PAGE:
I have this habit of doubting myself even though by now I should know better. In 2011 I found a slew of coins, but 2012 has been slow. Honestly, this is okay. While my life continues to transform before me, I realize that the coins last year I found because I needed them, because I walked through some very large changes in my life. The coins always seemed to come right before something stressful would happen. I got to a point where sometimes I worried when I found them that something bad was about to happen. I had to remind myself that the coins were there to tell me that I have the strength to pull through whatever it is that life hands me. I find a lot of hope when I spot one somewhere.
On Sunday, I attended a Super Bowl party on Sunday and my friend Joy told me about finding a penny. Often, people share their coin findings with me; the coins are a great way to connect with people. I told Joy that I’d found only a few coins in January, that things had changed and that maybe I’m not supposed to find so many coins now.
Driving to Evanston on Tuesday morning to meet with someone at Legacy.com (the company that manages LegacyConnect, the very website where you’re reading this blog) I contemplated this again. I was okay with it, I realized. I don’t need the coins. I thought it was obvious they were there for a reason but that reason had changed.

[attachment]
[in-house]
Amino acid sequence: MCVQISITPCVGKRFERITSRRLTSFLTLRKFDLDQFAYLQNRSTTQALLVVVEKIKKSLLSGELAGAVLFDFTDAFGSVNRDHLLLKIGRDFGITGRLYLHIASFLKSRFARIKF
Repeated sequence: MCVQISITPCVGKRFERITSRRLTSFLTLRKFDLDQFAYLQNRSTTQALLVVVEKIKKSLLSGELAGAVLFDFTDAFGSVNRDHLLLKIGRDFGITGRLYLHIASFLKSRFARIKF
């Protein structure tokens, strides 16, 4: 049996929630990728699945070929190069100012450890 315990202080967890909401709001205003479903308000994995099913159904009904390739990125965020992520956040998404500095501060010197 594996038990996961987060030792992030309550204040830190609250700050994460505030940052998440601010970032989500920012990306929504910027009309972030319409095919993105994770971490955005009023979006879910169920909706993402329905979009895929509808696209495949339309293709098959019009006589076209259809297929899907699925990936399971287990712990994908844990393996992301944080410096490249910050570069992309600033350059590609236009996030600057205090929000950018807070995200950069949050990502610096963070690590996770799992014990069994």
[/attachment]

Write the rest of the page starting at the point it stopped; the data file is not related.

To my surprise (although it shouldn’t have been a surprise!), when I walked out of the elevator there was a dollar bill laying on the floor. I laughed to myself, knowing the joke was on me. I have learned there are no coincidences. I’ve also learned that when I find a dollar, it’s the stronger reminder I get that these signs are coming from my dad.
Two days later I found a penny at the grocery story and then two pennies in a parking lot.
As my journey unfolds before me, I’ve also learned that the meanings of the coins change along the way. But whatever they mean at any particular time, I know that ultimately they are reminding me that my dad is on this journey with me even though I can’t see him traveling with me.
Michelle Linn-Gust, Ph.D., is an international author and speaker about finding hope after loss and change. She is the author of several books including Rocky Roads: The Journeys of Families through Suicide Grief and Ginger's Gift: Hope and Healing Through Dog Companionship. Her first book, based on the suicide of her younger sister Denise, Do They Have Bad Days in Heaven? Surviving the Suicide Loss of a Si..., inspired siblings around the world in their survival after a loved one’s suicide. She is the President of the American Association of Suicidology and lives in Albuquerque, N.M. Read more about Michelle at www.michellelinngust.com.